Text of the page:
Having a lot of stuff — and feeling really attached to your things — can be a sign of something more than being just “messy.” Here are a few things to know about hoarding and how to get support.
What is hoarding?
Hoarding is defined as having the urge to collect and keep an excessive amount of stuff. And it’s more than just having a lot of clutter in your living space. A big part of hoarding includes the way people feel about their things — like they’re emotionally attached to them and can’t let them go.
For example, to some people, a used plastic bag may be ready for recycling. To people struggling with hoarding, a used plastic bag may feel more like a sentimental item, or they may have a strong urge to keep it in case they need it in the future. It’s the attachment to many things like this that may be a sign of hoarding.
Hoarding can impact a person’s daily life. Too much clutter can lead to social, physical and emotional challenges. It can also affect a person’s overall well-being and lead to health and safety concerns about their living space (e.g. fire hazards, pests, etc.).
Just like mental disorders such as obsessive compulsive disorder (OCD), if the hoarding behaviour reaches a certain level, it may be diagnosed as hoarding disorder by a health-care professional. It’s important to remember that hoarding is not a choice for the person struggling with it — it’s a mental disorder and should be treated like one.
If you’re struggling with collecting and/or letting go of material things, it’s important to talk to a safe adult about it. They can help you get support and find ways to alleviate the anxiety associated with letting go of stuff.
Why might I be hoarding?
No one really knows exactly what leads to hoarding. It could be a learned behaviour (like if a person sees their parent/caregiver doing it) or it could have something to do with the chemical makeup of the brain. (For example, hoarding can be associated with other mental disorders such as depression). In some cases, people may start hoarding after experiencing trauma or a stressful life event.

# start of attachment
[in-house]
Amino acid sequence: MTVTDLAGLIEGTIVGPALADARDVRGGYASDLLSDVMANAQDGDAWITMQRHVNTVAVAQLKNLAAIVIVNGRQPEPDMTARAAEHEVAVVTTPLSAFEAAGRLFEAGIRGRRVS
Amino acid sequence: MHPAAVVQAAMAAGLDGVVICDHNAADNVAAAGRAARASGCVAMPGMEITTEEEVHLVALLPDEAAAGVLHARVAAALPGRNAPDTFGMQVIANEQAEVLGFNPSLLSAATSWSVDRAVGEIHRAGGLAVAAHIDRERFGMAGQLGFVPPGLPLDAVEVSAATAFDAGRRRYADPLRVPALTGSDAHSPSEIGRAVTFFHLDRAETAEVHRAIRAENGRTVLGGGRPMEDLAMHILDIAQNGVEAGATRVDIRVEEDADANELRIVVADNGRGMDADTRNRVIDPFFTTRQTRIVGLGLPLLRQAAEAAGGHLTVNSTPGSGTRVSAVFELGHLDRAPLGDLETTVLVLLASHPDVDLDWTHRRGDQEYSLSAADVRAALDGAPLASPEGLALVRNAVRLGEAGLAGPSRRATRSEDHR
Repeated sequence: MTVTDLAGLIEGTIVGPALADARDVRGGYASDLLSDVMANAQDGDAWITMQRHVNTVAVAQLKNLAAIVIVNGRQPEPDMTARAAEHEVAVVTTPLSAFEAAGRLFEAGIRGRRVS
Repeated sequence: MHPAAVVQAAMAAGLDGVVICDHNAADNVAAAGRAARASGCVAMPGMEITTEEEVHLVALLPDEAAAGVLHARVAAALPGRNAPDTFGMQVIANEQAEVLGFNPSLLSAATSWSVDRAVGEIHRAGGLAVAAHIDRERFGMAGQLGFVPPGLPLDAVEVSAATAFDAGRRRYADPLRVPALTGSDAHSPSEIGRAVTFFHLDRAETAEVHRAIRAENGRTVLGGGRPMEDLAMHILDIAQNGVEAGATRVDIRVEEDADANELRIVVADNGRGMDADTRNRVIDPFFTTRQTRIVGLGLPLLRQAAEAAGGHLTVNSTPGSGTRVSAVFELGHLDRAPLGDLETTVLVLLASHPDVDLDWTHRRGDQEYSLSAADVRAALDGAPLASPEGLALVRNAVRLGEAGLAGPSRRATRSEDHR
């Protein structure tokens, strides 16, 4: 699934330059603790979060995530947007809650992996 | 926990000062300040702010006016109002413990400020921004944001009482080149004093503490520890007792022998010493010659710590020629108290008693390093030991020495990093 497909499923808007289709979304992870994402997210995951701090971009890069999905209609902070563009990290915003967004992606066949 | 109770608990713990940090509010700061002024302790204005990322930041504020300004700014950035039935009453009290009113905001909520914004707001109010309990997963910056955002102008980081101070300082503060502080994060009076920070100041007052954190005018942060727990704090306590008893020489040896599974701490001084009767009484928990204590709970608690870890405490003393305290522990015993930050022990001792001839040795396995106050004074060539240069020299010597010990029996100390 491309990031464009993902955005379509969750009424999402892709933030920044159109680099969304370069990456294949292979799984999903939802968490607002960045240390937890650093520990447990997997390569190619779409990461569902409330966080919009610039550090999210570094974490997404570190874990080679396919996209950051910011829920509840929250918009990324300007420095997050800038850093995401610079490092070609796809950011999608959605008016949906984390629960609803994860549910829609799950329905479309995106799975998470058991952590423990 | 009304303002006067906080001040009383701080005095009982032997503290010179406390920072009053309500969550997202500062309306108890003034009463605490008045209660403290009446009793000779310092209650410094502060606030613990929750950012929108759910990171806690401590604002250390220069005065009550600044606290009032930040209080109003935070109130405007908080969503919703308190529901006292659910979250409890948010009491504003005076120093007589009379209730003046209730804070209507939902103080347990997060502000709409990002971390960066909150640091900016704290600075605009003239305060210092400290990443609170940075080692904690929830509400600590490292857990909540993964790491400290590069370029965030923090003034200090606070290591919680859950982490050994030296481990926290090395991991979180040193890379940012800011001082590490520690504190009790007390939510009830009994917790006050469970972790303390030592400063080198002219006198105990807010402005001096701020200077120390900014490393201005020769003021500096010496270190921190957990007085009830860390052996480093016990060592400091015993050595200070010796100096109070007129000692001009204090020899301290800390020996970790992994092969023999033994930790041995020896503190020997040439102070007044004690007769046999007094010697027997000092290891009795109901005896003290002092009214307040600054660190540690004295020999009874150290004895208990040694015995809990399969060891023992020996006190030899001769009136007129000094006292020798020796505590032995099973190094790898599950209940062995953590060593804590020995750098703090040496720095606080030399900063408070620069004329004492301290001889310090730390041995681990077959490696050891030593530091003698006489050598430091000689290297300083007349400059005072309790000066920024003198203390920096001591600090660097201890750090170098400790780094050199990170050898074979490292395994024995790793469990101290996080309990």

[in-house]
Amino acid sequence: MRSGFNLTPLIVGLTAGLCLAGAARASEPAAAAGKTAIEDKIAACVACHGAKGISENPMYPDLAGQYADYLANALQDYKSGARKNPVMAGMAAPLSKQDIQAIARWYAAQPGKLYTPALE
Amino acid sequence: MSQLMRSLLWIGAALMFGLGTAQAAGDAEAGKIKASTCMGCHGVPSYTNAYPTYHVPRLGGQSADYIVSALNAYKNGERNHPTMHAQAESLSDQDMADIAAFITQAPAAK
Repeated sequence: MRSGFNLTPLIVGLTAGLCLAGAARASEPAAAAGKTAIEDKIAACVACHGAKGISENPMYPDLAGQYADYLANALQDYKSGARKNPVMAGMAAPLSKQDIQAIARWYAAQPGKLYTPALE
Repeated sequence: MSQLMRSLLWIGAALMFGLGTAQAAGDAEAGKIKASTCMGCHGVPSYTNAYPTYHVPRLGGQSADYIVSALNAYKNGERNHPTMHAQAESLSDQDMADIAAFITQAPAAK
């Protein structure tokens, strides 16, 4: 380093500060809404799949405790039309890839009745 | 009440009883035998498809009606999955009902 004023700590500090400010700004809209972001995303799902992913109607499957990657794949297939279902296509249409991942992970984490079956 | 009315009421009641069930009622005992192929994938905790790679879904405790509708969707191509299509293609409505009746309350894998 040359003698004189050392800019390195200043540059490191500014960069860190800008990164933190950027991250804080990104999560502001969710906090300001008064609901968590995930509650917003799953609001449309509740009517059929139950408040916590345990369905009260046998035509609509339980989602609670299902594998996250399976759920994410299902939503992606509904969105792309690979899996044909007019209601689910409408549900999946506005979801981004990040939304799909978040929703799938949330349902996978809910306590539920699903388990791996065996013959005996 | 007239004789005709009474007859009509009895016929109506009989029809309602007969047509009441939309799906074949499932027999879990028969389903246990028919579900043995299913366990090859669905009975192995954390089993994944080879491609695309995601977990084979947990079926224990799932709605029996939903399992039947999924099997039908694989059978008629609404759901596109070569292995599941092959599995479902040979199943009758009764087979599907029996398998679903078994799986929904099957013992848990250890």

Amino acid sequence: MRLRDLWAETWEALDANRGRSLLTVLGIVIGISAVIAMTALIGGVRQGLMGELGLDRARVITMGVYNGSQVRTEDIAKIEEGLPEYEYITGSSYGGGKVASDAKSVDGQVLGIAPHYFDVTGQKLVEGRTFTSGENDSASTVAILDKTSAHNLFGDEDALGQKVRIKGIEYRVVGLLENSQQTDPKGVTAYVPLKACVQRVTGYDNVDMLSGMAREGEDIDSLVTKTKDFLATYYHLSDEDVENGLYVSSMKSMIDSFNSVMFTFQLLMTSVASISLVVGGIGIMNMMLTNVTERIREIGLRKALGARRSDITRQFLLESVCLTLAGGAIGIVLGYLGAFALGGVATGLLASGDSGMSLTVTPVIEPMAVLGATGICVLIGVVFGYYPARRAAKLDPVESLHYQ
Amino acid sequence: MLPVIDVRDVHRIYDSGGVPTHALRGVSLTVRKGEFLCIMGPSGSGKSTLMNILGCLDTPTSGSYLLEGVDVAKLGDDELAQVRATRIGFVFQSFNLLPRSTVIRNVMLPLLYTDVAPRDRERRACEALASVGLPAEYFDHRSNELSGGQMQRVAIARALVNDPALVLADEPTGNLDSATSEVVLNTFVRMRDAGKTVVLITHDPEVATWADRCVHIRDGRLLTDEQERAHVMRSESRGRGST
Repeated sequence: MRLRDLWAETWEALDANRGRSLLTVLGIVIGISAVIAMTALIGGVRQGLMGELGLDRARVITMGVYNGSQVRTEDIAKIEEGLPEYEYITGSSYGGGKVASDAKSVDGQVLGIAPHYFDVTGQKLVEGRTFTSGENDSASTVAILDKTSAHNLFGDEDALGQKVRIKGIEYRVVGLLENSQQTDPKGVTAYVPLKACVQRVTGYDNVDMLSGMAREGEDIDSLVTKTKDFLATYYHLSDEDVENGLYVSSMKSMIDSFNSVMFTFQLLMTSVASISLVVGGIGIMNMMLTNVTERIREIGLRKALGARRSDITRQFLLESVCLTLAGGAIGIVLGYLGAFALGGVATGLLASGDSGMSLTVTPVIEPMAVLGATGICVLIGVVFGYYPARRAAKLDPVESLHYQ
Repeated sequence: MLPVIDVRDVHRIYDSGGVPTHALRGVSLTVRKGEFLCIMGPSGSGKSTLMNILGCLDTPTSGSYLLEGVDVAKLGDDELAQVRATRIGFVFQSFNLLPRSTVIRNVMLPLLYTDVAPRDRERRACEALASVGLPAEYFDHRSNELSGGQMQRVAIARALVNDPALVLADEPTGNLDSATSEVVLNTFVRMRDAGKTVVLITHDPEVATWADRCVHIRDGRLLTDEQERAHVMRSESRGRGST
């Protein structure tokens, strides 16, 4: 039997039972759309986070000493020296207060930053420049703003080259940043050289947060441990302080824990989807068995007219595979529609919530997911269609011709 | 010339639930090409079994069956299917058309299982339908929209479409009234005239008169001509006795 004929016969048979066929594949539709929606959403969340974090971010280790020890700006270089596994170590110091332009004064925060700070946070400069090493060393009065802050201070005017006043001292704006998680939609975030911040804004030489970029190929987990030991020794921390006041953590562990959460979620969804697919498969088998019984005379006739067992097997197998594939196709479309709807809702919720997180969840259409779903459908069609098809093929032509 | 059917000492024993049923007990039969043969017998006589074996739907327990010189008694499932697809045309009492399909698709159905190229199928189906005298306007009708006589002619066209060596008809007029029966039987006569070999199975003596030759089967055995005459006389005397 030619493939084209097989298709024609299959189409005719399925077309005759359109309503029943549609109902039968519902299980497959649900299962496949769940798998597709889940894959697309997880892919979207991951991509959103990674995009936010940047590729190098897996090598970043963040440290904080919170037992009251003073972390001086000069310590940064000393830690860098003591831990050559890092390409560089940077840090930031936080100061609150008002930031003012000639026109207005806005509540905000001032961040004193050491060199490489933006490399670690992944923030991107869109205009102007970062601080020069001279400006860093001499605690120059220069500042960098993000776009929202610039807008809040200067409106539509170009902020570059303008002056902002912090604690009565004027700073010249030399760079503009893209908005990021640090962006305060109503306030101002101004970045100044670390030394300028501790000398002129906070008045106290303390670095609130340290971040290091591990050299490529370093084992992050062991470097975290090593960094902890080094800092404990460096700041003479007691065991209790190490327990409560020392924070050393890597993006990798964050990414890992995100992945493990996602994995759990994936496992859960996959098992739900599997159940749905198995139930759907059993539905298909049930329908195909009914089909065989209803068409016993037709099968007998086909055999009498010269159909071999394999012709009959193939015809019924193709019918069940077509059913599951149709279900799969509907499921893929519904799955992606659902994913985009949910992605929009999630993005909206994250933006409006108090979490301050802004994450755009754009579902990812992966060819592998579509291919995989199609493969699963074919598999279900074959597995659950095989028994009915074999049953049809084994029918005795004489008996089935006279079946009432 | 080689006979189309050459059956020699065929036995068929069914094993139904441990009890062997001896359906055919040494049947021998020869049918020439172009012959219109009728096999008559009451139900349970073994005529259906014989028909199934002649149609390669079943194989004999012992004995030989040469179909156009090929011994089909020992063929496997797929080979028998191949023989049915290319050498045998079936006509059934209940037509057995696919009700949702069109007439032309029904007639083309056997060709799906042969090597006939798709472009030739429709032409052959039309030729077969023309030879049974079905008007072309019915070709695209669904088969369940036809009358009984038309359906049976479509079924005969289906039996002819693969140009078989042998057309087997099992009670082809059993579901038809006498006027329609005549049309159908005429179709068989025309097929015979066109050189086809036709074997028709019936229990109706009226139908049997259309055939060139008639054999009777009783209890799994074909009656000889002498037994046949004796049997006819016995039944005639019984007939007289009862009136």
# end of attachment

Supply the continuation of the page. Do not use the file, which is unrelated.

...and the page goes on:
What are the signs of hoarding?
People may show hoarding behaviour in different ways. They may:
- collect an overwhelming number of things (e.g. bags, papers, stuffed animals, books, etc.)
- live with excessive clutter (to the point where it interferes with a safe/healthy living space)
- have trouble letting go of their things (e.g. they may get extremely upset/stressed about cleaning up/throwing something out)
- have an intense emotional attachment to their items (e.g. they may have a stronger connection to their possessions than other people)
- feel ashamed/embarrassed about the amount of stuff they have
- not realize or understand how serious the hoarding is
- feel a strong desire to get new things
Am I hoarding?
If you think you may be struggling with hoarding, here are some questions you can ask yourself:
- Does the amount of stuff in my living space affect what I can do in it?
- How do I feel when I decide to keep something?
- How hard is it for me to let go of my possessions?
- What types of items do I have trouble letting go of?
- How do I feel when I try to let go of an item?
- How do my possessions make me feel?
How is hoarding treated?
If you’re struggling with hoarding, there are always things you can do to cope.
It’s important to remember that throwing out a person’s things — or trying to talk them out of collecting new items — won’t necessarily fix the problem. The underlying feelings associated with the hoarding behaviour (e.g. anxiety, guilt, stress, etc.) may need to be addressed in order for the person to feel relief.
Treatment options for hoarding vary from person to person, but may include:
- therapy and/or counselling (e.g. cognitive behavioural therapy (CBT) — this involves learning about hoarding, setting goals, reducing anxiety and practicing removing items from your life over time)
- activities aimed at slowly reducing hoarding behaviour
You can speak to a health-care professional to learn more about the treatment options available. You may have to try a few things in order to find a treatment that works best for you.
If you think you or someone you know may be struggling with hoarding, confidential support is available. You can talk to a doctor or reach out to Kids Help Phone for information and resources at any time.